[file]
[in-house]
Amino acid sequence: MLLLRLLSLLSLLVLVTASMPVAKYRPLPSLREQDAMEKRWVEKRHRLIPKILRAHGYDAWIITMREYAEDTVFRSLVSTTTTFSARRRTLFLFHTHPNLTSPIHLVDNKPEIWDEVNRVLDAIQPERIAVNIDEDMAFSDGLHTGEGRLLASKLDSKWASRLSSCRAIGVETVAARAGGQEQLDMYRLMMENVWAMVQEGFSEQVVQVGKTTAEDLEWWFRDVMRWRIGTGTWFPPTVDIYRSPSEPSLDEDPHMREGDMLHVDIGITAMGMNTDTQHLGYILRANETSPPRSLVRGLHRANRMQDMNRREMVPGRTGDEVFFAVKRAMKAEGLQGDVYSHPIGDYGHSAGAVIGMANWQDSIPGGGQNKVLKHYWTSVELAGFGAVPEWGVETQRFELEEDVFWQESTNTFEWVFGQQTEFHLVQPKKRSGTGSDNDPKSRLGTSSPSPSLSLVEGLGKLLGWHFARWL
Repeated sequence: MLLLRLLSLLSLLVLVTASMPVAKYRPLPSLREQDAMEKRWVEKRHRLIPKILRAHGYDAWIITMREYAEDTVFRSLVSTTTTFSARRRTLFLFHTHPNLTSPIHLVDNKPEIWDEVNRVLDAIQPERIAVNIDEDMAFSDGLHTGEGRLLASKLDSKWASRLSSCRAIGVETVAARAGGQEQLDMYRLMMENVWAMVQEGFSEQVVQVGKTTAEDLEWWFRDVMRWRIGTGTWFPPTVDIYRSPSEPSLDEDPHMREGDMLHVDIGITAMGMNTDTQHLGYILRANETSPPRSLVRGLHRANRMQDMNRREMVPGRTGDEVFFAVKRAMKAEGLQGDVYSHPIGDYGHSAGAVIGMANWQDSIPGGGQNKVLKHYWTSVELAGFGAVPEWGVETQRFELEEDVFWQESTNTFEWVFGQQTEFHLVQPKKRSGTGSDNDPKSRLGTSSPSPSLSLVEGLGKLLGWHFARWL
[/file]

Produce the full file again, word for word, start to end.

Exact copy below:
[in-house]
Amino acid sequence: MLLLRLLSLLSLLVLVTASMPVAKYRPLPSLREQDAMEKRWVEKRHRLIPKILRAHGYDAWIITMREYAEDTVFRSLVSTTTTFSARRRTLFLFHTHPNLTSPIHLVDNKPEIWDEVNRVLDAIQPERIAVNIDEDMAFSDGLHTGEGRLLASKLDSKWASRLSSCRAIGVETVAARAGGQEQLDMYRLMMENVWAMVQEGFSEQVVQVGKTTAEDLEWWFRDVMRWRIGTGTWFPPTVDIYRSPSEPSLDEDPHMREGDMLHVDIGITAMGMNTDTQHLGYILRANETSPPRSLVRGLHRANRMQDMNRREMVPGRTGDEVFFAVKRAMKAEGLQGDVYSHPIGDYGHSAGAVIGMANWQDSIPGGGQNKVLKHYWTSVELAGFGAVPEWGVETQRFELEEDVFWQESTNTFEWVFGQQTEFHLVQPKKRSGTGSDNDPKSRLGTSSPSPSLSLVEGLGKLLGWHFARWL
Repeated sequence: MLLLRLLSLLSLLVLVTASMPVAKYRPLPSLREQDAMEKRWVEKRHRLIPKILRAHGYDAWIITMREYAEDTVFRSLVSTTTTFSARRRTLFLFHTHPNLTSPIHLVDNKPEIWDEVNRVLDAIQPERIAVNIDEDMAFSDGLHTGEGRLLASKLDSKWASRLSSCRAIGVETVAARAGGQEQLDMYRLMMENVWAMVQEGFSEQVVQVGKTTAEDLEWWFRDVMRWRIGTGTWFPPTVDIYRSPSEPSLDEDPHMREGDMLHVDIGITAMGMNTDTQHLGYILRANETSPPRSLVRGLHRANRMQDMNRREMVPGRTGDEVFFAVKRAMKAEGLQGDVYSHPIGDYGHSAGAVIGMANWQDSIPGGGQNKVLKHYWTSVELAGFGAVPEWGVETQRFELEEDVFWQESTNTFEWVFGQQTEFHLVQPKKRSGTGSDNDPKSRLGTSSPSPSLSLVEGLGKLLGWHFARWL